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Monday, August 18, 2008

Recollections of Collections and Living Little

Candy the collector in 1956

Kids know something adults forget: there are tiny worlds of wonder right at your feet. Back in the days when I lived much closer to the ground, I knew those worlds intimately. Like a bug blazing a trail through a mini-forest of grass blades, I lived the exuberant life of explorer. Biology and geology were my favorite fields of research, often conducted barefoot on Vashon Island’s beaches.

The only problem with being a specimen collector came from sharing a bedroom with my big sister. That, of course, also meant sharing the bedroom closet, including the floor of that closet, which happened to be the location of my museum of specimens. (By the way, this was the sister who grew up to study interior decorating. Does that tell you anything?) For lack of proper display cases I kept my specimens in rumpled brown paper bags, unmarked but categorized none-the-less. For reasons I consider quite petty, she had “issues” with this.

Back in the 1950s, before the curse of plastic bottles, a walk on the beach could yield handfuls of beach glass, the power of nature made evident in colored gems ground down to frosty semi-smoothness after years of caressing by water and sand. Being a sharply observant beachcomber under three feet tall, I found plenty. Naturally one of the paper sacks contained beach glass.

“WHAT? ONE! DID YOU SAY ONE?” (That’s my sister yelling when she reads this.) OK. I’ll admit that there were three, one for each color: beer bottle brown, pop bottle green, and opaque white, (once clear). Actually, make that five. I forgot about aqua, and the most precious of all, cobalt blue. So there were five. What’s the big deal? The beauty of those pieces of beach glass made it all worth while. I admired and fondled them so often I think I took over where the water and sand left off, and smoothed them even more in my tiny hands. And if you held them to your nose you could imagine the faint scent of the sea. So dreamy.

“Somewhat-less-than-dreamy” might describe the scent that arose from a few other paper sacks in the closet. My penchant for seashells meant I couldn’t pass up any, even those rather recently inhabited. The clam shells left over from a seagull’s lunch, with half-dried bits of clam guts still stuck on, smelled pretty bad. But I found them beautiful. Just like the purple muscle shells, their insides held rainbows of mother-of-pearl, and sometimes barnacles decorated the outsides. I’d seen barnacles alive in the water, tiny creatures flicking hair-like body parts into the brine. Those stuck on my shells, though closed tight, still held the wonder of their underwater world. But the prize for smell and fascination went to the sack full of still moist sand dollars, their tops etched with leaf-like designs. They became to the closet what unwrapped Limburger cheese is to a refrigerator.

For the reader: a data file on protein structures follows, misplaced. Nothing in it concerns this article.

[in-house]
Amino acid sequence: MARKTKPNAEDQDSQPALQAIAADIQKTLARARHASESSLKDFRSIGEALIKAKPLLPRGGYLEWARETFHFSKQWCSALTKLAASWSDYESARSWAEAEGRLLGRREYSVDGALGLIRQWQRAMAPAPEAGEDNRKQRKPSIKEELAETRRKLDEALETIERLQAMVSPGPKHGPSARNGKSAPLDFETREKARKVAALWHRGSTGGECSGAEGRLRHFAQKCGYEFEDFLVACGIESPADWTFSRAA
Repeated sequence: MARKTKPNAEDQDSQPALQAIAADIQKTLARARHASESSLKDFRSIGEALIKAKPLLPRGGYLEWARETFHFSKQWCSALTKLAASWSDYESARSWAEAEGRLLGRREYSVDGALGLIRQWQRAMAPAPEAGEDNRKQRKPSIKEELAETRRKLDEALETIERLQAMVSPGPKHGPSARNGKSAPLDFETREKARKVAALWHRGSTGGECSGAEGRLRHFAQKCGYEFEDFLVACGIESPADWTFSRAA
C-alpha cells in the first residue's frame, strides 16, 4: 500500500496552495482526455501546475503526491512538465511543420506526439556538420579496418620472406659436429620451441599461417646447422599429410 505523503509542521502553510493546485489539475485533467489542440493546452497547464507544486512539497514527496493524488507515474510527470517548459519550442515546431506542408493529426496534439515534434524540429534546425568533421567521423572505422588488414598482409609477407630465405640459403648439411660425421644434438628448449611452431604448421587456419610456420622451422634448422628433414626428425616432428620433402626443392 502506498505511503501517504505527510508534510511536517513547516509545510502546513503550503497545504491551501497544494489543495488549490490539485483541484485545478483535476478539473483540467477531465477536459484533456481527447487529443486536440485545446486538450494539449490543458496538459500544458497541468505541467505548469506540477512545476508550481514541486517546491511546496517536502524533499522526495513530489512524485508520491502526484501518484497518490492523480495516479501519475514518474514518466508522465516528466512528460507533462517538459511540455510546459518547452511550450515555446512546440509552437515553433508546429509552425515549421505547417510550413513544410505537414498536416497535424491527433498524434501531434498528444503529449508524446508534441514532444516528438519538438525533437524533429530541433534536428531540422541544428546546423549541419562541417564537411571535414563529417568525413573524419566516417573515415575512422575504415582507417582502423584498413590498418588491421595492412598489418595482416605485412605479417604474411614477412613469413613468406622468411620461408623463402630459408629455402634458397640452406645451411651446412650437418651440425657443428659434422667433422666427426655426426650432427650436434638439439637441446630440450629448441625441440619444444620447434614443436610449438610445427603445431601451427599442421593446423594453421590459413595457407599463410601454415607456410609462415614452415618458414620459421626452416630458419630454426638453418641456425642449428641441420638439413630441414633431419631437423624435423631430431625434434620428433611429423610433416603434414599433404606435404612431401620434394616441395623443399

Did I mention the rocks? Rocks come in all colors, so that collection took up a lot of space. They look so gorgeous wet on the beach, in jade green, butterscotch gold, white and gray. Some came in brick red, and my Dad told me they weren’t really rocks, but ground down pieces of real bricks, from the many brickyards that once operated on Puget Sound, because of the native clay. They deserved their own special sack. Agates too. So did the “wishing rocks,” the ones with white rings around them, possessed of certain magical powers. All the rocks lost some color once dried, but it was nothing a little spit couldn’t fix.

Now when I walk the seashore in Tacoma, at Pt. Defiance or Titlow Beach, I catch myself crouching down, intent on the close-up view. It was a lot easier at age three. But I still wonder at the grains of sand, the lost feather, the bits of seaweed, green and brown. The kid in me can’t help hoping I’ll find something really special, a perfect periwinkle or the now rare piece of beach glass. My closet is still full, but not with these treasures. I finally gave up the collection, maybe as late as my early teens, when I discovered more interesting specimens: boys. And yet, if you showed up on my front porch today you could find a rock or two, or maybe a shell. I hope I never get so grown up that I can’t delight in turning away from the great big world around me and focusing for a moment on the one at my feet. Next time you’re out in nature, move a little closer to the ground and remember how it felt to live little.


Anonymous said...

my favorite, by far!

Marsha said...

In the relm of beachcombing, do we ever really grow up? I took my 80 year old father to Pt. Robinson last week. He can no longer walk the beach as he used, to or carry on a lengthy conversation. We sat silently on a log an ate our lunch. From time to time as we watched the fishemen drift by, Dad would laboriously bend to gather a treasure. He would keep several in his hand at a time, swirling them around like a polisher. When polished he would hand me one and say, "Here's a purty one." Whether pretty or not, it wasn't so much the rock itself as the beautiful sunny day, the light breeze, the seagulls, and the smell of seaweed left behind by the last high tide. The handfull of treasures later went in his pocket. I don't know where he keeps his paper bags. But when I find them I will relive the memories represented by every treasure.